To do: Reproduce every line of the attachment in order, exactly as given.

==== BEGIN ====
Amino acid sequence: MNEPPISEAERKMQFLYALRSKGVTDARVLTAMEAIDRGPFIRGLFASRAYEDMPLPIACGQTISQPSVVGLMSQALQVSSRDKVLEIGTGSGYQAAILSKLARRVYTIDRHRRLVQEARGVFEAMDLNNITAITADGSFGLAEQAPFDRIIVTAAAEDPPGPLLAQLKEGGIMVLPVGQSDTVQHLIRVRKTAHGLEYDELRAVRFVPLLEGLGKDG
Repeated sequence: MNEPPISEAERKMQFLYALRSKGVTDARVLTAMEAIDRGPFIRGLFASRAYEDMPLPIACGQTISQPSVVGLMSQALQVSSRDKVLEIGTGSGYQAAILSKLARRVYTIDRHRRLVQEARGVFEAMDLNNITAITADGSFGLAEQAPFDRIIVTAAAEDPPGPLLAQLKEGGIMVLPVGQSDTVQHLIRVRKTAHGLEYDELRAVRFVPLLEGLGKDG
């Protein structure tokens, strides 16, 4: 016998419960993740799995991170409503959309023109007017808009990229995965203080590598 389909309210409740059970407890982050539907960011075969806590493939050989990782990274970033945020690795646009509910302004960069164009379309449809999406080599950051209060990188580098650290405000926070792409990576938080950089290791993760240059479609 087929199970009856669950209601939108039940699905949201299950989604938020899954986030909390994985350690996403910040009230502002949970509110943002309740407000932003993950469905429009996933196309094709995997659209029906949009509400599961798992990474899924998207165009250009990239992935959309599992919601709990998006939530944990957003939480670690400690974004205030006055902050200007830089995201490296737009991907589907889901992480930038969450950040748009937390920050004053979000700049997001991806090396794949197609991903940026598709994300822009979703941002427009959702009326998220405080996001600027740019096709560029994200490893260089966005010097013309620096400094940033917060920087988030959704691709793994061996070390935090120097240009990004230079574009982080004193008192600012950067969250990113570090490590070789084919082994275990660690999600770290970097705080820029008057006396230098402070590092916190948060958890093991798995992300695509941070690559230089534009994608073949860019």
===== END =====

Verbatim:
Amino acid sequence: MNEPPISEAERKMQFLYALRSKGVTDARVLTAMEAIDRGPFIRGLFASRAYEDMPLPIACGQTISQPSVVGLMSQALQVSSRDKVLEIGTGSGYQAAILSKLARRVYTIDRHRRLVQEARGVFEAMDLNNITAITADGSFGLAEQAPFDRIIVTAAAEDPPGPLLAQLKEGGIMVLPVGQSDTVQHLIRVRKTAHGLEYDELRAVRFVPLLEGLGKDG
Repeated sequence: MNEPPISEAERKMQFLYALRSKGVTDARVLTAMEAIDRGPFIRGLFASRAYEDMPLPIACGQTISQPSVVGLMSQALQVSSRDKVLEIGTGSGYQAAILSKLARRVYTIDRHRRLVQEARGVFEAMDLNNITAITADGSFGLAEQAPFDRIIVTAAAEDPPGPLLAQLKEGGIMVLPVGQSDTVQHLIRVRKTAHGLEYDELRAVRFVPLLEGLGKDG
């Protein structure tokens, strides 16, 4: 016998419960993740799995991170409503959309023109007017808009990229995965203080590598 389909309210409740059970407890982050539907960011075969806590493939050989990782990274970033945020690795646009509910302004960069164009379309449809999406080599950051209060990188580098650290405000926070792409990576938080950089290791993760240059479609 087929199970009856669950209601939108039940699905949201299950989604938020899954986030909390994985350690996403910040009230502002949970509110943002309740407000932003993950469905429009996933196309094709995997659209029906949009509400599961798992990474899924998207165009250009990239992935959309599992919601709990998006939530944990957003939480670690400690974004205030006055902050200007830089995201490296737009991907589907889901992480930038969450950040748009937390920050004053979000700049997001991806090396794949197609991903940026598709994300822009979703941002427009959702009326998220405080996001600027740019096709560029994200490893260089966005010097013309620096400094940033917060920087988030959704691709793994061996070390935090120097240009990004230079574009982080004193008192600012950067969250990113570090490590070789084919082994275990660690999600770290970097705080820029008057006396230098402070590092916190948060958890093991798995992300695509941070690559230089534009994608073949860019």